Serena: ‘I don’t think it would have been a surprise if I won’

By Art Spander

INDIAN WELLS, Calif. — The phrase is overused. Because it’s true. You can’t go home again. Thomas Wolfe borrowed the line from Ida Winkler, and it’s understood.

Of course, you can go into that familiar house you once knew, but it’s not the same. Nor are you the same.

The idea was made clear Monday night on Stadium Court 1 at Indian Wells, the tennis complex spread across the sand east of Palm Springs. There they were, two of the great female champions, playing a match that, well, meant nothing, and didn’t even fill two-thirds of the 16,000 seats.

Well, it did mean something. It meant Venus Williams had a 6-3, 6-4 victory over younger sister Serena, who of course was playing a WTA match for only the third time — all in the past few days, all at the BNP Paribas event — since a 14-month maternity break.

It also meant that Venus, at 37 and looking sharp, goes on to the fourth round and meant, not surprisingly, that Serena, 36, will need competition to return to the tennis summit. If that’s possible, with the years working against her.

But this is 2018, not 2001 when Venus and Serena refused to meet in the semifinal at Indian Wells because of booing that was perceived as racist. And this is not 2008, when they met in a final at Wimbledon. The stakes were high in those days. This one, in the 77-degree temperature, was merely a reminder of what used to be.

Venus won because she should have won. She’s been playing, while Serena was giving birth and learning how difficult — and how wonderful — it is to care for an infant. Serena, with maybe the greatest serve the women’s game has ever seen, was broken twice in the first set.

We’ve heard from both how difficult it is playing the sister. At least if it’s a final or semi in a Grand Slam, the match carries some gravitas: the “I hate to beat her, but I wanted to win the U.S. Open” sort of thing. What did they want Monday night, except to perform to a high standard?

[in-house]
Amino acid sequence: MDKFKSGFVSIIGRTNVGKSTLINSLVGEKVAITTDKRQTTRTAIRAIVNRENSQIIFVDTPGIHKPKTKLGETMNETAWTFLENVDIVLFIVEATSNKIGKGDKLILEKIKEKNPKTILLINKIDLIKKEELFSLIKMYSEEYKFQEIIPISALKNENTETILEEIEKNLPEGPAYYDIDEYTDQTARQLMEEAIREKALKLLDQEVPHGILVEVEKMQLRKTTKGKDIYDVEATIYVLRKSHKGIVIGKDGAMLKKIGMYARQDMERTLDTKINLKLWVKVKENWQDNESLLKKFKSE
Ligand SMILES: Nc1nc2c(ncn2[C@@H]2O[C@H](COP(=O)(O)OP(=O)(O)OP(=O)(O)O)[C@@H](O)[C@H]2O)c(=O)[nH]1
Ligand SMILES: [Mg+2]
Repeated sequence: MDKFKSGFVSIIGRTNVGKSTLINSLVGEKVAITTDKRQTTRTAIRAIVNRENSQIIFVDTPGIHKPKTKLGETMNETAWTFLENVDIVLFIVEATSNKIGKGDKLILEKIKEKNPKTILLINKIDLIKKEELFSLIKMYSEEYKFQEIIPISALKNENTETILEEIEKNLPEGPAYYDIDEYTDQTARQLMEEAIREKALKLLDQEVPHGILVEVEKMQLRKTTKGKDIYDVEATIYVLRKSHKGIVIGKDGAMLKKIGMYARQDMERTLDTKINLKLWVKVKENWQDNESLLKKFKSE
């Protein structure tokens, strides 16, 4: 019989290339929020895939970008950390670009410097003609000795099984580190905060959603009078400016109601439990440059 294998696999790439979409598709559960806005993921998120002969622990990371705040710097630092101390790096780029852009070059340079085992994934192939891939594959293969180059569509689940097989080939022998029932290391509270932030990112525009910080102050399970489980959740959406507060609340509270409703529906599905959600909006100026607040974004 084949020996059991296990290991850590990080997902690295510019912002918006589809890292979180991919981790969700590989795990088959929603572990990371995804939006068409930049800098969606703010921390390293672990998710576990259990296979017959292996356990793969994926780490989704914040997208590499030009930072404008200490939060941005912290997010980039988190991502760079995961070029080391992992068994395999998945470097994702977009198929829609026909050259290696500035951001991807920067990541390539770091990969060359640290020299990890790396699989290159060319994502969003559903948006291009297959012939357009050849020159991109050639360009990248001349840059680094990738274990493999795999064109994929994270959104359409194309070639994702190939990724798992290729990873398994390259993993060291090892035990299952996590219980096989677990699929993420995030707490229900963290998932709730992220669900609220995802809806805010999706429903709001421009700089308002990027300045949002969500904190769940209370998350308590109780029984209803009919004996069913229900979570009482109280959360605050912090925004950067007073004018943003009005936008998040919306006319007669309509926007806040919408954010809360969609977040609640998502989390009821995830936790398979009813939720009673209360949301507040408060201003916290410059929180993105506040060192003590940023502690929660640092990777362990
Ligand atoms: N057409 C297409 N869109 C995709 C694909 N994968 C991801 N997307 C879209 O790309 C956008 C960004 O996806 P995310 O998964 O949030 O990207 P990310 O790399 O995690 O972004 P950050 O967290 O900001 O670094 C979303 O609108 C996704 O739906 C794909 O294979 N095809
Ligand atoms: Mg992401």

Venus was her usually efficient and protective self. She rarely makes statements that will grab a headline, on Inside Tennis magazine or the New York Post.

Asked the difference in the match, Venus said, “Yeah, I just think I have played more in the past year.”

Reminded it was the 29th time they had played (Serena has won 17), Venus then was asked whether the sisters occasionally chided each other or cracked a joke. “Like you said,” she answered, “it’s the 29th time.”

And what did Venus think of the match? “Obviously Serena is playing very well," she said. "The biggest challenge is her tennis.” 

No, the biggest challenge is get Venus to say something exciting.

But the two of them, successful, wealthy and wise at least to the demands of the media, have endorsements to protect. You’re not going to get a lot of crazy remarks.

Serena gave what was expected, on the court and off. She can say she understands it will take practice and tournaments to regain the game she showed before retirement, winning the 2017 Australian Open.

But one senses deep down there’s a frustration. Champions never stop thinking like champions.

“I don’t think it would have been a surprise if I won,” said Serena. “So I don’t know if it’s a ‘should have won, should have lost’ sort of thing. I think people would have been, ‘Well it’s expected. She’s Serena. What do you expect?’”

A lady determined to make her way back, that’s what. Even out of sorts, after only a month or two of training, Serena has the old mind-set. That’s why people like Tom Brady and Andre Iguodala don’t retire. They live to play. They play to win. Venus laughs at thoughts of her stepping aside.

“So it’s always disappointing to me to lose to anyone,” said Serena. “It doesn’t matter at any time, at any stage in my career. But you know, there’s always a silver lining. I have to look forward to the next match and the next time, and going forward and trying to do better.”

And not needing to play her older sister.

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